How active are enzymes? This is an often addressed question in biochemical laboratories. As enzymes are the catalyzers of most chemical reactions taking place in an organism, they and their regulators are often characterized in detail.
Enzymatic assays typically employ a substrate that is converted to a chromophore, ﬂuorophore or a luciferase substrate in course of the enzymatic reaction. This means in turn that the signal increases with increasing reaction time until all the substrate is converted by the enzyme. As it is hard to foresee at which range of signal intensity an enzymatic assay ends their detection is challenging and is often associated with various rounds of ﬁnding the right ampliﬁ cation for ﬂuorescent and luminescent signals. A virtually unlimited dynamic range as found with the enhanced dynamic range (EDR) feature drastically simpliﬁes ﬂuorescent and luminescent enzyme assays and saves time to set up the measurement.
The enzyme β-galactosidase (β-gal) catalyzes the hydrolysis of β-galactosides by breaking up glycosidic bonds. It is used in biological research to report on cellular senescence which is indicated by senescence-associated β-gal. A second and very popular use of β-gal is as a reporter gene: a DNA construct contains the genetic information for β-gal and a promoter that regulates the expression of the enzyme. Mostly, β-gal serves as control gene. This means it is inserted into the cells of interest during transient transfection along with a reporter gene of interest. In this case β-gal reports on the transfection efﬁciency. A high transfection efﬁciency results in high enzyme production; low transfection efﬁciency results in low enzyme expression. The amount of expressed β-gal can be tested with a non-ﬂuorescent synthetic β-gal substrate: Fluorescein di (β-D-galactopyranoside) (FDG). It is cleaved by the enzyme to galactose and the ﬂuorescent molecule ﬂuorescein (FITC) (Fig. 1). Here, we measured various enzyme concentrations on the CLARIOstar Plus with and without use of the novel EDR feature.
The enhanced dynamic range (EDR) refers to a technology that measures very dim and very intense signals in one plate measurement. This way, a dynamic range of 8 decades can be covered. In contrast, traditional measurements require an ampliﬁcation of the signal that is typically set by the gain. This limits the range in which signals can be detected (Fig. 2).
- Black 96-well plate with ﬂat bottom (Greiner bio-one # 655076)
- CLARIOstar Plus
- β-Galactosidase from Escherichia coli (G6008-1KU, Sigma-Aldrich / Merck)
- Fluorescein Di-β-D-Galactopyranoside (F1179, Invitrogen / Thermo Fisher Scientiﬁc)
The assay buffer was prepared by weighing 0.8370 g KH2PO4, 0.6855 g Na2HPO4·2H2O, 0.0625 TCEP and 0.0203 g MgCl2·6H2O, dissolving in distilled water and adjusting the volume to 50 ml (ﬁll up to 50 ml).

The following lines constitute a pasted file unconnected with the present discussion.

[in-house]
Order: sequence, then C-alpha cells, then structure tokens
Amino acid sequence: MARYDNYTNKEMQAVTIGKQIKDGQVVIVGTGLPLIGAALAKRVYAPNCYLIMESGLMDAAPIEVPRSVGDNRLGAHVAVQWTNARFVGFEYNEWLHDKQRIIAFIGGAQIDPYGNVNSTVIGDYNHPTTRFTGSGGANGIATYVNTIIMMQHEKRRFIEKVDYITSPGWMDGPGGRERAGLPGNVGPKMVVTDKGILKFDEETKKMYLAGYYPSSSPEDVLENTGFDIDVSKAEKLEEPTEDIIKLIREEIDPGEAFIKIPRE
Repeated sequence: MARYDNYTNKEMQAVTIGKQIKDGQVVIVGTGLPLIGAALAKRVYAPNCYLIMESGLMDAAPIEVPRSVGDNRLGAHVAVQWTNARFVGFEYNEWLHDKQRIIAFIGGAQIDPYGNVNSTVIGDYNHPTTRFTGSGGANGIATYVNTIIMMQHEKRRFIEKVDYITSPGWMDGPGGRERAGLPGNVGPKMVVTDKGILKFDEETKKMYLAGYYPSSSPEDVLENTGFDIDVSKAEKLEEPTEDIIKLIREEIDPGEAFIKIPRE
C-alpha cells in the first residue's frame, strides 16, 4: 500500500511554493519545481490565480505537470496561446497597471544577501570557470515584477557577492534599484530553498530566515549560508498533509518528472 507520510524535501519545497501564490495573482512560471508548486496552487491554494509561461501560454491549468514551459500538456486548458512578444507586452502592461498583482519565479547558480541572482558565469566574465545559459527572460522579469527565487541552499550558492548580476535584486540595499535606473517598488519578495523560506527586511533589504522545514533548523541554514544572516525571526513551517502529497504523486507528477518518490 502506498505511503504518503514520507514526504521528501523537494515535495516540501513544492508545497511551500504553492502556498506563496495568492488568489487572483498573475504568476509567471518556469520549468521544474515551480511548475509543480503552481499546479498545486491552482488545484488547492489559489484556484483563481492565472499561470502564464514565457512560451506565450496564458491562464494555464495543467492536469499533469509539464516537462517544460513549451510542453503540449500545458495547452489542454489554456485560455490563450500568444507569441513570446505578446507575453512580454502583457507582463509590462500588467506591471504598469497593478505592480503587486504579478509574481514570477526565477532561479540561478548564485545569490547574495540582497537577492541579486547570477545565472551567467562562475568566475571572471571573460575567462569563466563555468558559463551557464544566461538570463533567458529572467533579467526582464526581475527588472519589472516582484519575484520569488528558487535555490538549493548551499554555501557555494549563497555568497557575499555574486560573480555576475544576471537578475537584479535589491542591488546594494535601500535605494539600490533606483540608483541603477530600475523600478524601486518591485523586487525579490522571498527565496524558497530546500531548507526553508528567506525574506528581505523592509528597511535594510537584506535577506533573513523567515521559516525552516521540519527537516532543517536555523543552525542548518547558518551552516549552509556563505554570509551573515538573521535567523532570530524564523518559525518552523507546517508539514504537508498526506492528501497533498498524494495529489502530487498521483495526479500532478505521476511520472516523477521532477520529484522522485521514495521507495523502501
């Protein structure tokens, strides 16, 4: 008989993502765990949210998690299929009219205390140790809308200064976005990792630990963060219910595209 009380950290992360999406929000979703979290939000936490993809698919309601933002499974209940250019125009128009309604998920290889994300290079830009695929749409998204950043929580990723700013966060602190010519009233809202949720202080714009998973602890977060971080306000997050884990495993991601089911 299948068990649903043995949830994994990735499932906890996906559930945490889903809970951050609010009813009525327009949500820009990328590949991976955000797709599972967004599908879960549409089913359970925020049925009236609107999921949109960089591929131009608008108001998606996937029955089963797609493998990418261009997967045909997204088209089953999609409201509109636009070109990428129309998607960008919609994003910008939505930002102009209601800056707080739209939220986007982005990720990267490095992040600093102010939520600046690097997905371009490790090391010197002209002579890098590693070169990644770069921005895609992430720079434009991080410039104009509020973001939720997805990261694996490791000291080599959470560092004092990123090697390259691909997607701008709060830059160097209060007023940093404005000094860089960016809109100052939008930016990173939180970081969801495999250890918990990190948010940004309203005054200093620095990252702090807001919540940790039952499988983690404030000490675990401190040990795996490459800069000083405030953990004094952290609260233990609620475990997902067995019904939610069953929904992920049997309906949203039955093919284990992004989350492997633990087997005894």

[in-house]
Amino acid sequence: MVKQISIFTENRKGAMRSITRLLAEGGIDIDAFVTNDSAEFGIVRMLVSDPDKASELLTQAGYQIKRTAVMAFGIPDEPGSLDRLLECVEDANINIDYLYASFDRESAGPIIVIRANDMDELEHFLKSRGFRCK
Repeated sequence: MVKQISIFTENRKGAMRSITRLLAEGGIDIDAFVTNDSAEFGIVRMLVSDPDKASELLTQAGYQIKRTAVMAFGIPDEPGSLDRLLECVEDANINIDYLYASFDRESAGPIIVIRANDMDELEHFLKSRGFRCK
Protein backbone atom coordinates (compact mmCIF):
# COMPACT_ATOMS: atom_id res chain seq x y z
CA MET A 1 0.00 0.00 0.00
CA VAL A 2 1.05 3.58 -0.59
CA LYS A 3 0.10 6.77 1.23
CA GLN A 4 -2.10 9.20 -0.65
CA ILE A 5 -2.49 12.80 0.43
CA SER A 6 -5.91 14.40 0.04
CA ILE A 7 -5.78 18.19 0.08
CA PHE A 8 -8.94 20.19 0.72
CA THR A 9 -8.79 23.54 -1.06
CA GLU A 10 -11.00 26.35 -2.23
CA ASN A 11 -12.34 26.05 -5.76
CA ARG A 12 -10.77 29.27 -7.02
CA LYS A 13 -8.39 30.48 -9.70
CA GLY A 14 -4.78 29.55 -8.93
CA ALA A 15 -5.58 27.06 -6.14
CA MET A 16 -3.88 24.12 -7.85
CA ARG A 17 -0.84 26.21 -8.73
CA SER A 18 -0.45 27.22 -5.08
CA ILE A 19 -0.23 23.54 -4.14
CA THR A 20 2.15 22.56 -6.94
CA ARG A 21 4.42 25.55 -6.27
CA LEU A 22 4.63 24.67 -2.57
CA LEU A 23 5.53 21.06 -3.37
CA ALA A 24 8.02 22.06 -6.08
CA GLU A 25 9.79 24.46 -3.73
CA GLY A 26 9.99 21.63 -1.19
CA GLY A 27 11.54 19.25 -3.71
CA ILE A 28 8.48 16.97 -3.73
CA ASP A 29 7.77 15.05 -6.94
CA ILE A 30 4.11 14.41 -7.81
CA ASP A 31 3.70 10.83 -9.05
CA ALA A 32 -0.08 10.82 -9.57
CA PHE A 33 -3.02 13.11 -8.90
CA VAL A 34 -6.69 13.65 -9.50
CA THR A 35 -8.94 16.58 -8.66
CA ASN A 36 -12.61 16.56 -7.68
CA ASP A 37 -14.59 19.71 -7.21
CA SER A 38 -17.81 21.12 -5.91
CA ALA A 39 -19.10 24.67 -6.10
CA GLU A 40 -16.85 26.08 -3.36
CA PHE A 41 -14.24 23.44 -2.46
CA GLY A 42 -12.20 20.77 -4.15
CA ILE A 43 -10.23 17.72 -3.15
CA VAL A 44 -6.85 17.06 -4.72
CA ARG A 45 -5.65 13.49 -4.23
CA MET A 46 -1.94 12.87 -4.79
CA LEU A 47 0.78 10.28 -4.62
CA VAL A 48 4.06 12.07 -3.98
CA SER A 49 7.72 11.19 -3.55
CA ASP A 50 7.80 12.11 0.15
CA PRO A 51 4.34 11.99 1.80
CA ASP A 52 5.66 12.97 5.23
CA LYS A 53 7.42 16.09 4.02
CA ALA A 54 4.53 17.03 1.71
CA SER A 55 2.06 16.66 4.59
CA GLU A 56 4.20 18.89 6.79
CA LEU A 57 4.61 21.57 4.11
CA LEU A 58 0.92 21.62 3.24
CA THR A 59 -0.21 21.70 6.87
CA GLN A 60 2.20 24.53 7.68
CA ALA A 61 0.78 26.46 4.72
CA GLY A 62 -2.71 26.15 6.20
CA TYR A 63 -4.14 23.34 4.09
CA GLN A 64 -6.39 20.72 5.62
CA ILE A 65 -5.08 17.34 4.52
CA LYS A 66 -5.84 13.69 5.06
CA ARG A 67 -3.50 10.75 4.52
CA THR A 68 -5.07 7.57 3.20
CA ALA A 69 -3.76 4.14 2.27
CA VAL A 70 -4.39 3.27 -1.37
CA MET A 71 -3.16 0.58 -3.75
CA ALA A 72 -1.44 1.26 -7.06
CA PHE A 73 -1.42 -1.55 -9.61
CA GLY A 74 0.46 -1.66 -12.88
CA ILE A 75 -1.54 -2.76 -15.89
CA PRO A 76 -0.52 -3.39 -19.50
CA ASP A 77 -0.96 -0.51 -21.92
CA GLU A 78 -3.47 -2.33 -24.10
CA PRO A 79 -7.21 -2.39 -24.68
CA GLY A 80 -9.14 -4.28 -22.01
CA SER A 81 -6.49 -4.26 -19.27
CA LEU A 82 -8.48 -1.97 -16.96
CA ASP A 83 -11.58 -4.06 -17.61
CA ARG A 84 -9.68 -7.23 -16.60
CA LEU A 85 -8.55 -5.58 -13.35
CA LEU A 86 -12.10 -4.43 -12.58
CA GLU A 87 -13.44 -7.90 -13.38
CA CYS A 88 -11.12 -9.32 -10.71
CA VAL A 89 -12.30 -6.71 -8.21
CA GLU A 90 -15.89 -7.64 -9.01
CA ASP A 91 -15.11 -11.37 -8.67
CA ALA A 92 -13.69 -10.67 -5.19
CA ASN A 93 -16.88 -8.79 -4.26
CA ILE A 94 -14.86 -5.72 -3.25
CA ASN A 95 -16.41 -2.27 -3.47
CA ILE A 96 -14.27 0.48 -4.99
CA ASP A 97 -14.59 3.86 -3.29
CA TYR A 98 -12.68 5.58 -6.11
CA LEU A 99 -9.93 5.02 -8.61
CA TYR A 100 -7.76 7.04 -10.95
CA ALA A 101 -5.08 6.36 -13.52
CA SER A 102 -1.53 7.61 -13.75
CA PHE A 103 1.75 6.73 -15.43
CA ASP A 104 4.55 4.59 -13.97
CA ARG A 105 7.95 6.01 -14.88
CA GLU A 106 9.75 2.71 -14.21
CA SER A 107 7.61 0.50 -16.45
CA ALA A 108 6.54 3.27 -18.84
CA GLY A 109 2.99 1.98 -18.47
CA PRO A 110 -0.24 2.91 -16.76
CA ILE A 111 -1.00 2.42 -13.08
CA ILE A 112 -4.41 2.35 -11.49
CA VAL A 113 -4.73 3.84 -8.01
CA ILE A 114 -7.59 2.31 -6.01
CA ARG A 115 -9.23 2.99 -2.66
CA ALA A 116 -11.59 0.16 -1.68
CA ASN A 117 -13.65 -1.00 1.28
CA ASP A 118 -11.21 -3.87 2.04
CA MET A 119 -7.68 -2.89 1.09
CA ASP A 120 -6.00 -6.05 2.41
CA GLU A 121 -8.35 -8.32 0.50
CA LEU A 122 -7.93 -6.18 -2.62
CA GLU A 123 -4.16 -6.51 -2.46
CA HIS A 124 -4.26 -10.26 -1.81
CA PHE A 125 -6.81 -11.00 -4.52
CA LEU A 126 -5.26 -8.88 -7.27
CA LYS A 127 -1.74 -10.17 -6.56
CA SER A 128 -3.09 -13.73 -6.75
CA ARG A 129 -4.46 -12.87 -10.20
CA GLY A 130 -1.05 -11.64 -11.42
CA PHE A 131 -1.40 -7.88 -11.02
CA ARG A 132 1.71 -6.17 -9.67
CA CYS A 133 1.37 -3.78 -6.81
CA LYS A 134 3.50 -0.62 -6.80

The β-Galactosidase was dissolved in 1 ml of distilled water (enzyme stock solution) and the substrate ﬂuorescein Di-β-D-Galactopyranoside was dissolved in 10 ml of water (0.5 mg/ml substrate buffer). Standards of 0.5 U/ml; 0.25 U/ml; 0.1 U/ml; 0.05 U/ml; 0.025 U/ml; 0.01 U/ml were prepared by preparing double of the end concentration in distilled water and subsequently diluting it 1:2 in substrate buffer. The substrate concentration was kept constant at 0.25 mg/ml. Total reaction volume was 200 µl and four replicates were measured. Fluorescence intensity measurements were performed by the CLARIOstar Plus multi-mode microplate reader with the settings indicated below.
|Fluorescence intensity, Plate mode kinetic
|EDR or gain as indicated
Number of flashes
Number of cycles
Results & Discussion
In order to test the suitability of the CLARIOstar Plus for measuring β-gal reporter assays, different enzyme concentrations were incubated with the synthetic substrate FDG and its conversion was monitored by measuring FITC ﬂuorescence every 10 minutes. Traditionally, a signal range needed to be chosen up-front in order to detect such a kinetic measurement. For demonstration purpose, we selected a low gain (800) which translates to low signal ampliﬁcation and should prevent excessive ampliﬁcation of the increasing ﬂuorescent signal.
However, detection in this wisely preselected range resulted in overﬂow measurements for all of the enzyme concentrations as the signal increased further than expected (Fig. 3). The lowest enzyme concentration showed an increase in ﬂuorescence until 1 h 10 min after reaction start (orange line Fig. 3), but ﬂattened out the following timepoints as the signal exceeded the preselected intensity range. A quantiﬁcation of the enzyme is not possible with the acquired data.
Measuring the same plate with the EDR feature does not require any preselection. It results in the resolution of each enzyme concentration, from the highest (0.5 U/ml) down to the lowest (0.01 U/ml) (Fig. 4). Thus, the EDR feature prevents the need to prepare and measure a second time. Besides that it reduces the time to run a working enzyme assay as well as concerns when starting the measurement. The data further provided a linear correlation between maximum conversion speed and enzyme concentration (R² >0,99) allowing quantiﬁcation of the enzyme up to 0.1 U/ml (data not shown).
Here, we demonstrated the detection of a β-gal enzyme assay that is primarily used for reporter assays. With the help of the EDR technology of the CLARIOstar Plus β-gal mediated production of ﬂuorescein was conveniently monitored. It allowed the detection of huge signal differences covering a range from 660 RFU up to 3.44*108 RFU. Translated to a reporter assay, this means very high and very low expressions can be measured at the very same plate. The tool simpliﬁes the set-up of enzymatic assays as it does not require time to think about the right gain settings or repeat the assay until optimal settings are found.